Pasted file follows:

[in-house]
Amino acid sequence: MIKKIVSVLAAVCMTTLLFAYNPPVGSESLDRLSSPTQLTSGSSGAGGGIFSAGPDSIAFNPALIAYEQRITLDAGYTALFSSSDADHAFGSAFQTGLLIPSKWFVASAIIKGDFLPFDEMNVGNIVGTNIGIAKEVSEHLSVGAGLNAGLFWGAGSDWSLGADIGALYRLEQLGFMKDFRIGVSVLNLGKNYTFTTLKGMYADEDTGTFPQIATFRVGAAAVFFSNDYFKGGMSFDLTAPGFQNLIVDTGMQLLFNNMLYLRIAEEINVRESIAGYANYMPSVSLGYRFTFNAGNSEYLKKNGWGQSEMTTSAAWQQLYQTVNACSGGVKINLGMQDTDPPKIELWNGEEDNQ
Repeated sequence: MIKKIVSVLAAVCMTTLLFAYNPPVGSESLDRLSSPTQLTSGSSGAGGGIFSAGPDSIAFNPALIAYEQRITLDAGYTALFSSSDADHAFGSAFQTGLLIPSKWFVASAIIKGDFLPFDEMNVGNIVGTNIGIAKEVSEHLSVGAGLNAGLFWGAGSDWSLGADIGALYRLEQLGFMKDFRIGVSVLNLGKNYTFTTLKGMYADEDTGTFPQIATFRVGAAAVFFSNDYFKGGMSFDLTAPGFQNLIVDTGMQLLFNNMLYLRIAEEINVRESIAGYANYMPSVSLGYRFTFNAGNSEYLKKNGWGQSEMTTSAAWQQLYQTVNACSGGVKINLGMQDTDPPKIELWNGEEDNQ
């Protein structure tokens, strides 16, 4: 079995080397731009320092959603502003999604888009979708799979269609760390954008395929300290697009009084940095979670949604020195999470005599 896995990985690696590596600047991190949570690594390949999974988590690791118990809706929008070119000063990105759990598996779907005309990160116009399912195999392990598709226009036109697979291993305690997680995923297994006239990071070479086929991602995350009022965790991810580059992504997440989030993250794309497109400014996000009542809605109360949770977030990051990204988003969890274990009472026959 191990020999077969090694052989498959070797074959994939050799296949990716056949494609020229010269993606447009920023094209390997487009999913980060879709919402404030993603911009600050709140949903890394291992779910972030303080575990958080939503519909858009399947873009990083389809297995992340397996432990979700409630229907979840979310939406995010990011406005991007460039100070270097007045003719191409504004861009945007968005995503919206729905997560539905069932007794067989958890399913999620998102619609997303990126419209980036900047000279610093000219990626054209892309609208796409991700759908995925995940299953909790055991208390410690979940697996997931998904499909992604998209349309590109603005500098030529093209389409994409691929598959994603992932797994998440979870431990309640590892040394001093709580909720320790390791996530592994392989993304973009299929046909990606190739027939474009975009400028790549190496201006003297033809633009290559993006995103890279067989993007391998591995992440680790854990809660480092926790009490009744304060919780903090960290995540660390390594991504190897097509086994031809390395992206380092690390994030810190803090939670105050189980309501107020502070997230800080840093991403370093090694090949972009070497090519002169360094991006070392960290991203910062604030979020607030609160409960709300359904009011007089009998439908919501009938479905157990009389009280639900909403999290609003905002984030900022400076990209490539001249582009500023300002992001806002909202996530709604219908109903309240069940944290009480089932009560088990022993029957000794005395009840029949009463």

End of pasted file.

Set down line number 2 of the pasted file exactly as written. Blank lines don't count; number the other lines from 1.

Amino acid sequence: MIKKIVSVLAAVCMTTLLFAYNPPVGSESLDRLSSPTQLTSGSSGAGGGIFSAGPDSIAFNPALIAYEQRITLDAGYTALFSSSDADHAFGSAFQTGLLIPSKWFVASAIIKGDFLPFDEMNVGNIVGTNIGIAKEVSEHLSVGAGLNAGLFWGAGSDWSLGADIGALYRLEQLGFMKDFRIGVSVLNLGKNYTFTTLKGMYADEDTGTFPQIATFRVGAAAVFFSNDYFKGGMSFDLTAPGFQNLIVDTGMQLLFNNMLYLRIAEEINVRESIAGYANYMPSVSLGYRFTFNAGNSEYLKKNGWGQSEMTTSAAWQQLYQTVNACSGGVKINLGMQDTDPPKIELWNGEEDNQ